Yeah Joe in Japan is good in terms of energy but it's a little choppy at times.
― bin caught laden (Hurting 2), Sunday, 8 May 2011 19:40 (2 years ago) Permalink
this is my fave 70s henderson (and not just because of the excellent cover)
― tylerw, Sunday, 8 May 2011 19:43 (2 years ago) Permalink
might i suggest some anthony braxton?very rarely does it "swing" but you get some super mathy mentalism ( at least on the early stuff before he started plying his "ghost trance music" ethos). also lots of large bass sarrusophones / contrabass clarinet / sax as large as your house business. he hasn't demonstrated "fire" to me very often but nearly always tickles the synapses to a state of delight & has comedy arsequake raspberry noises.you can get "this time" & "anthony braxton" (or "B-X2NOI47A"as it's sort of otherwise known)on CD for pennies right now, & also "time zones" w/ richard teitelbaum which is him w/ teitelbaum's radiophonic electronics - amazing. "3 compositions of new jazz" is definitely also worth a shot, but after that you're taking your life into your own hands. "donna lee" does swing, but tends to be pricey. Also henry threadgill is worth a shot, particularly "too much sugar for a dime" & "making a move" which employ a 2xtuba bass section with widdly guitars. also "rag bush & all" which you can pick up cheapish on vinyl - kinda new orleans funeral band which to my ears sounds texturally like a zappa dance jam without the widdle. it's what i imagine "harmolodic" things should sound like.
― iglu ferrignu, Monday, 9 May 2011 08:55 (2 years ago) Permalink
I've never run across Anthony Braxton in the shops here. I have his live collaboration with Wolf Eyes (which is basically a Wolf Eyes set featuring Braxton as a side player). I'll poke around as I shop for the ones you mentioned, though. Thanks!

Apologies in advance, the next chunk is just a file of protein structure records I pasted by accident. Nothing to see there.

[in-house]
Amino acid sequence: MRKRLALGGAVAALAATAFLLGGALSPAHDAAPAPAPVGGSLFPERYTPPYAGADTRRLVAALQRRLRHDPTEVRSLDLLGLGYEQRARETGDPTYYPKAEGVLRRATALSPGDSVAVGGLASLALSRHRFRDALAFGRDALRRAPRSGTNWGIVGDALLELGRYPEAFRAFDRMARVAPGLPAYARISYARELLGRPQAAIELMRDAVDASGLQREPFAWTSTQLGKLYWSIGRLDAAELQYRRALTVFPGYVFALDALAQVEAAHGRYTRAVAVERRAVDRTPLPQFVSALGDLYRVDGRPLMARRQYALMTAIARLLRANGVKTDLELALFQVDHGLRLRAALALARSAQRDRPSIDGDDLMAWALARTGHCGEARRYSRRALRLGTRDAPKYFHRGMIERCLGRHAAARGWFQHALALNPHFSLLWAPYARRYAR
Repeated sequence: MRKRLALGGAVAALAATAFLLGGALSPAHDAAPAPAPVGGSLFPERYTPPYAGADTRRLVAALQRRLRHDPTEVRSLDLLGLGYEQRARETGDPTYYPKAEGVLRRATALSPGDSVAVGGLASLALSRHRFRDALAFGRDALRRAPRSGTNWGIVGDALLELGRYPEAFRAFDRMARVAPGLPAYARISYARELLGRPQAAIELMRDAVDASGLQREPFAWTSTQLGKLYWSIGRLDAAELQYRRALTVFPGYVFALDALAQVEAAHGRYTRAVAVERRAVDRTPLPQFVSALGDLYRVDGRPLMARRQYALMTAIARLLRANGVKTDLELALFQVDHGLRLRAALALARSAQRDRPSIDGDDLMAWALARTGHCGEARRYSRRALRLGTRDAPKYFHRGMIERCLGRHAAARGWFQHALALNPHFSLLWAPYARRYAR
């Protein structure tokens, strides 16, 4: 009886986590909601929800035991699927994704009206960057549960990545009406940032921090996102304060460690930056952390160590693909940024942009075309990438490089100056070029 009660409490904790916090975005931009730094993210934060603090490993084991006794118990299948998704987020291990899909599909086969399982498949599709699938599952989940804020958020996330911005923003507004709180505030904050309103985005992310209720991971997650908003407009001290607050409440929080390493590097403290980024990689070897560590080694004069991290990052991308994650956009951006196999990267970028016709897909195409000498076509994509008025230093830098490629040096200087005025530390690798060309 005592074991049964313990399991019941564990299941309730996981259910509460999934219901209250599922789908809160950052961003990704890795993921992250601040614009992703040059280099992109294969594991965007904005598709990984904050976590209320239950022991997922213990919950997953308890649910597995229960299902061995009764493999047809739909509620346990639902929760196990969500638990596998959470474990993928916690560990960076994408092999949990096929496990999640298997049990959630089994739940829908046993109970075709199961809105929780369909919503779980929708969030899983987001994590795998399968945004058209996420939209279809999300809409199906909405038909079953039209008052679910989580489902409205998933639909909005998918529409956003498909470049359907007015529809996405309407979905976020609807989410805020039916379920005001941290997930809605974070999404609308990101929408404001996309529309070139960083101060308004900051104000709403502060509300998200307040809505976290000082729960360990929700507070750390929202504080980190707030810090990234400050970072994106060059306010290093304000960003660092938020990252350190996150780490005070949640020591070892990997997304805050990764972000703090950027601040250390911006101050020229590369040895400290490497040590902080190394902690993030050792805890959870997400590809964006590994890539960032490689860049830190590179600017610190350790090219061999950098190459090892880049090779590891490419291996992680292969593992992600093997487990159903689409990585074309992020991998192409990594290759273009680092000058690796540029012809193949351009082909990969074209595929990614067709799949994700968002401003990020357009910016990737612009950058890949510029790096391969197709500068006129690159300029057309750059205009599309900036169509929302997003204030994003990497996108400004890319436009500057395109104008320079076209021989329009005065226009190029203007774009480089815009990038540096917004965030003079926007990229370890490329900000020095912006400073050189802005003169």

HOOS: I haven't heard any other Henderson yet, maybe that's why In Japan is so great... I've nothing to compare it to!
― ilxor running, w/ laptop in hand, checking ILX as he sprints (ilxor), Monday, 9 May 2011 12:33 (2 years ago) Permalink
I've been meaning to update this thread so badly but have been banned for the past mont
?! ilxor gets banned, but geir does not. the mind boggles.
― no slouch of a snipster (Shakey Mo Collier), Monday, 9 May 2011 15:43 (2 years ago) Permalink
Whoops... self-banned, I should have clarified.
― ilxor running, w/ laptop in hand, checking ILX as he sprints (ilxor), Monday, 9 May 2011 16:55 (2 years ago) Permalink
A little time away does me some good once in a while!
Came across and bought the following this week:
Art Blakey and the Jazz Messengers - Moanin'John Coltrane - Sun ShipWeather Report - SweetnighterWeather Report - Heavy Weather
I have one other Blakey album that I like (from '59, forget the name), and I'm deep into Coltrane—haven't found a Coltrane album on Impulse that isn't somewhere between "pretty damn good" and "fucking fantastic."
Totally new to Weather Report. All I know is Shorter's in the band, more or less. Played the first couple tracks on Sweetnighter and it sounds like these guys are generally on a post-Bitches Brew trip, is that somewhat right or am I off the mark? And what are their best records?
― i genuinely thought when i first joined that he was the admin (ilxor), Saturday, 4 June 2011 21:05 (1 year ago) Permalink
moanin deserves its classic status -- top 10 hard bop records of the 50s, not a bad note on it. weather report is more composed/much less improv-y than bitches brew (at least heavy weather is, haven't heard the other one). i dunno, beyond the first couple weather report records, i haven't gotten too much into them.
― tylerw, Saturday, 4 June 2011 21:08 (1 year ago) Permalink
I like Heavy Weather okay, but Mysterious Traveller is my favorite of their mid-70s highly composed period. If you want to hear their weirdest shit, pick up the 2CD set Live in Tokyo.
― that's not funny. (unperson), Saturday, 4 June 2011 23:33 (1 year ago) Permalink
top 10 hard bop records of the 50s, not a bad note on it.
What are the other nine...?
― i genuinely thought when i first joined that he was the admin (ilxor), Sunday, 5 June 2011 02:32 (1 year ago) Permalink
JAZZ IS LIKE HEROIN TO ME ! ! ! ~~~~ ILM POST-1945 JAZZ ALBUMS POLL - THE RESULTS COUNTDOWN ~~~~
― Armand Schaubroeck Ratfucker, Monday, 29 August 2011 00:05 (1 year ago) Permalink